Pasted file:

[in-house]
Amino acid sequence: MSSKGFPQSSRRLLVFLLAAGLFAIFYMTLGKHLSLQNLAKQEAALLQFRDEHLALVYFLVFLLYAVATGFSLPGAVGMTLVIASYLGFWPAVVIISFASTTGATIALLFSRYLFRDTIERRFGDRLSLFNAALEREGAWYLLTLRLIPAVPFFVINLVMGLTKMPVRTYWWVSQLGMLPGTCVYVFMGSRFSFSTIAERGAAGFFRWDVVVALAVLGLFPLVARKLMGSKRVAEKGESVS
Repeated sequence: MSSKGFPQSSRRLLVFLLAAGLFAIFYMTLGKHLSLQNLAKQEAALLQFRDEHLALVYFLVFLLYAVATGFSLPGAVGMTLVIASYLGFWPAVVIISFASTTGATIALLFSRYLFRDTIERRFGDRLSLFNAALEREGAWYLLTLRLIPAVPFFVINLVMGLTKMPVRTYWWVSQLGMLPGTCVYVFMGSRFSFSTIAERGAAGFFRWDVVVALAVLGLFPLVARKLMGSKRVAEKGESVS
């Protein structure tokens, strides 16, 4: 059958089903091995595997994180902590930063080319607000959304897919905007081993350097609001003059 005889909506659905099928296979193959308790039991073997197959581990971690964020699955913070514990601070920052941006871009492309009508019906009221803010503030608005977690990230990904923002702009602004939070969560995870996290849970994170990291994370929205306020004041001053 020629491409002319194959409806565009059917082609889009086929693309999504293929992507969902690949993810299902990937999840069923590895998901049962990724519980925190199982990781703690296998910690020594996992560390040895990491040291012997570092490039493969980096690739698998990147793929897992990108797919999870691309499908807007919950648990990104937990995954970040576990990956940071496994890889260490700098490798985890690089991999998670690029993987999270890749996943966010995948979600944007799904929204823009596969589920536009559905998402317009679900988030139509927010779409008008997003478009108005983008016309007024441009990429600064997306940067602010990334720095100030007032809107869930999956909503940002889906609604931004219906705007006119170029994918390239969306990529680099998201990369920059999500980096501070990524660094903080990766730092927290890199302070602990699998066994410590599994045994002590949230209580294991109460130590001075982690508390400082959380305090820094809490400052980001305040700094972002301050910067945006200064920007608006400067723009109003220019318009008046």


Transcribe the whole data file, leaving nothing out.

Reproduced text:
[in-house]
Amino acid sequence: MSSKGFPQSSRRLLVFLLAAGLFAIFYMTLGKHLSLQNLAKQEAALLQFRDEHLALVYFLVFLLYAVATGFSLPGAVGMTLVIASYLGFWPAVVIISFASTTGATIALLFSRYLFRDTIERRFGDRLSLFNAALEREGAWYLLTLRLIPAVPFFVINLVMGLTKMPVRTYWWVSQLGMLPGTCVYVFMGSRFSFSTIAERGAAGFFRWDVVVALAVLGLFPLVARKLMGSKRVAEKGESVS
Repeated sequence: MSSKGFPQSSRRLLVFLLAAGLFAIFYMTLGKHLSLQNLAKQEAALLQFRDEHLALVYFLVFLLYAVATGFSLPGAVGMTLVIASYLGFWPAVVIISFASTTGATIALLFSRYLFRDTIERRFGDRLSLFNAALEREGAWYLLTLRLIPAVPFFVINLVMGLTKMPVRTYWWVSQLGMLPGTCVYVFMGSRFSFSTIAERGAAGFFRWDVVVALAVLGLFPLVARKLMGSKRVAEKGESVS
């Protein structure tokens, strides 16, 4: 059958089903091995595997994180902590930063080319607000959304897919905007081993350097609001003059 005889909506659905099928296979193959308790039991073997197959581990971690964020699955913070514990601070920052941006871009492309009508019906009221803010503030608005977690990230990904923002702009602004939070969560995870996290849970994170990291994370929205306020004041001053 020629491409002319194959409806565009059917082609889009086929693309999504293929992507969902690949993810299902990937999840069923590895998901049962990724519980925190199982990781703690296998910690020594996992560390040895990491040291012997570092490039493969980096690739698998990147793929897992990108797919999870691309499908807007919950648990990104937990995954970040576990990956940071496994890889260490700098490798985890690089991999998670690029993987999270890749996943966010995948979600944007799904929204823009596969589920536009559905998402317009679900988030139509927010779409008008997003478009108005983008016309007024441009990429600064997306940067602010990334720095100030007032809107869930999956909503940002889906609604931004219906705007006119170029994918390239969306990529680099998201990369920059999500980096501070990524660094903080990766730092927290890199302070602990699998066994410590599994045994002590949230209580294991109460130590001075982690508390400082959380305090820094809490400052980001305040700094972002301050910067945006200064920007608006400067723009109003220019318009008046």